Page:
5G is probably the most-hyped new wireless technology generation yet, and even before any standards are defined there is much speculation about the level of performance it will offer and the applications it will be able to support. Unlike 4G and earlier generations, 5G will not be a single generation-defining technology or standard: instead it will be defined by a number of different services that will be delivered across multiple access technologies and multi-layer networks.
To support all the applications being proposed – and some that may not even have been thought of yet – 5G will need to offer higher throughput, lower latency, ultra-high reliability, much higher connectivity density, and higher mobility range than 4G.
Broadly the applications for 5G divide into three categories: extended data rate mobile broadband; massive machine-type communications (MTC); and mission-critical MTC. Although both types of MTC will form part of the Internet of Things (IoT) their parameters are very different, since low cost and long battery life drive the former, while for mission-critical systems the emphasis is on reliability and low latency.
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Achieving all these targets will require innovative breakthroughs in both system design methodology and validation techniques. The development of new flexible and programmable air interfaces is key to the evolution of the 5G ecosystem. The first systems are likely to be deployed around 2020 and will be in the traditional cellular bands below 6 GHz. The new air interfaces will be crucial to achieving higher data rates in these sub-6 GHz bands. Here at Cobham Wireless we’re working on developing two new 5G air interface algorithms in collaboration with the 5G Innovation Centre (5GIC) at the University of Surrey.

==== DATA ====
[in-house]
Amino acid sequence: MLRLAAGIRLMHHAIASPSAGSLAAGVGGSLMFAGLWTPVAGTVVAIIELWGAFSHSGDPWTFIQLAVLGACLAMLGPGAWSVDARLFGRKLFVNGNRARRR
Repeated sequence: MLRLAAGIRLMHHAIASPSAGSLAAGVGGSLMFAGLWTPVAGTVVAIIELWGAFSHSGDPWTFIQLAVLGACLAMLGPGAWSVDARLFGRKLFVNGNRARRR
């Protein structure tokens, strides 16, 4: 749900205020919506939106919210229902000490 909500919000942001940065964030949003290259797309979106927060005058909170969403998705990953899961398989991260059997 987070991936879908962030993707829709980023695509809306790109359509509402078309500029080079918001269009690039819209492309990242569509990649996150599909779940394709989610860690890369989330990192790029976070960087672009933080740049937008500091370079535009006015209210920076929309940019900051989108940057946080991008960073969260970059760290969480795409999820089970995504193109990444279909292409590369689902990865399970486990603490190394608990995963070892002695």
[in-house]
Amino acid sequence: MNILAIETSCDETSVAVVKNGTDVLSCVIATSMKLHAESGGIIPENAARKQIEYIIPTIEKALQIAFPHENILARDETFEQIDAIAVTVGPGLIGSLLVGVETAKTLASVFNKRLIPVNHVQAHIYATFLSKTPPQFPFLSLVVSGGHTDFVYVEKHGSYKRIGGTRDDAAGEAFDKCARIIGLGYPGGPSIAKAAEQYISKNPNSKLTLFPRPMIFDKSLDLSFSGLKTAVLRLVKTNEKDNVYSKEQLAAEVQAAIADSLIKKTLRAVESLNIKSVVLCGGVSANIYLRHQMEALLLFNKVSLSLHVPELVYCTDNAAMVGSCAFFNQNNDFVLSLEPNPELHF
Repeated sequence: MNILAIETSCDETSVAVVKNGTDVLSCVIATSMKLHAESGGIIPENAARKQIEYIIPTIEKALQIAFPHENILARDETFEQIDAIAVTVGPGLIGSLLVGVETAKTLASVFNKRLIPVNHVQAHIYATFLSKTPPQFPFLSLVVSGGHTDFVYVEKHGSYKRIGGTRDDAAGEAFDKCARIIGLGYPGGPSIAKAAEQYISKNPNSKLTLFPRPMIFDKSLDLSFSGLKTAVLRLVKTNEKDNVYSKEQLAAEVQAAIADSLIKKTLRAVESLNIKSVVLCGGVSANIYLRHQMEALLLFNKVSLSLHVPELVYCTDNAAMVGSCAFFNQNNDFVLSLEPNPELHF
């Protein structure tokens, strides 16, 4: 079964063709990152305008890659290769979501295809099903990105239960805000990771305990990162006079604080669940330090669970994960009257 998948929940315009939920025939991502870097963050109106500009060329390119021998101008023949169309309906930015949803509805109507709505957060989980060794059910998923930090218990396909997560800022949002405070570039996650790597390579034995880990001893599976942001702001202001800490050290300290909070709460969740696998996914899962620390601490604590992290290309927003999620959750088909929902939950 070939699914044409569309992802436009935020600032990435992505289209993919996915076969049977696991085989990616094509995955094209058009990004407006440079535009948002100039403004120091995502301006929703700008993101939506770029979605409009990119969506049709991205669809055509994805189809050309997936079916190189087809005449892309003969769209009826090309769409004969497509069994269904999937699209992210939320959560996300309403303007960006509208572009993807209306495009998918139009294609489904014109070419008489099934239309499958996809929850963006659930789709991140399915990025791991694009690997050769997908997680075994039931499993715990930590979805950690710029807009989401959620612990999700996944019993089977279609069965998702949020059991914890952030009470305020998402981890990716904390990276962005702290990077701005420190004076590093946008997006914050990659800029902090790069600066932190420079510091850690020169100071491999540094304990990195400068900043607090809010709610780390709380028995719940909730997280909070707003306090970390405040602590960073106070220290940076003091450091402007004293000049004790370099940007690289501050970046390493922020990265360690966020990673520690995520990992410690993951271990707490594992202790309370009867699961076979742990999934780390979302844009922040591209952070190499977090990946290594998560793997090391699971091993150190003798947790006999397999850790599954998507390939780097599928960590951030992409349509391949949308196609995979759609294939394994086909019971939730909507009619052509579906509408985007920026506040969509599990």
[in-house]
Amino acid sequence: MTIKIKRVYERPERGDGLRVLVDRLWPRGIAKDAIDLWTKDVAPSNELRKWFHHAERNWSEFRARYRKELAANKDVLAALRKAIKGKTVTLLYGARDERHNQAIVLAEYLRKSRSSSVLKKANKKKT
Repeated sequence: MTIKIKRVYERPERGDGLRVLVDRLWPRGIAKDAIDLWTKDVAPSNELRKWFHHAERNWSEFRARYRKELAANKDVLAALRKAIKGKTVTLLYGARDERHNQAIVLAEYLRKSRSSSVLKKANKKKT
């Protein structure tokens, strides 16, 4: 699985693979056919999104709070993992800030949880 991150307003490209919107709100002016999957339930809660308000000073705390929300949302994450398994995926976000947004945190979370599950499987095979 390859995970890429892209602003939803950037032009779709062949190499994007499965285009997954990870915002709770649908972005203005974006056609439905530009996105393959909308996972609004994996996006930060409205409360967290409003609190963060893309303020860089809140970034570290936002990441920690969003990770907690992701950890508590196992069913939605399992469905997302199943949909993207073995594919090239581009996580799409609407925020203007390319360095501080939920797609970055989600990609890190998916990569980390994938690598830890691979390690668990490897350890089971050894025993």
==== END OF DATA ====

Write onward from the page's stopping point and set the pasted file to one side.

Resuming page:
Each of them gives a purer signal quality than the current 4G air interface to allow better spectrum efficiency. However it’s likely that 3G and 4G air interfaces will still be used as well, particularly at the higher mmWave frequencies where more bandwidth is available. The software-defined design principle that is being proposed will allow both the air interface parameters and the architecture to be dynamically changed according to the service scenarios.
These new systems will present a big challenge in terms of the development and validation tools required to enable R&D, and later production of 5G terminal devices and infrastructure a more complex, larger scale, and more intelligent network infrastructure testing solution will be required as early as the concept proving stage, and applying the ‘design for testing’ principle from the very start will be crucial to validate, understand and improve the 5G system design and performance.
|Dr Li-Ke Huang
Research & Technology Director, Cobham Wireless
Li-Ke leads the Technology Group and the Algorithms Group at Cobham Wireless, and is responsible for product concept and core technology innovations contributing to the company’s technological and business visions, directions and strategies, including 5G.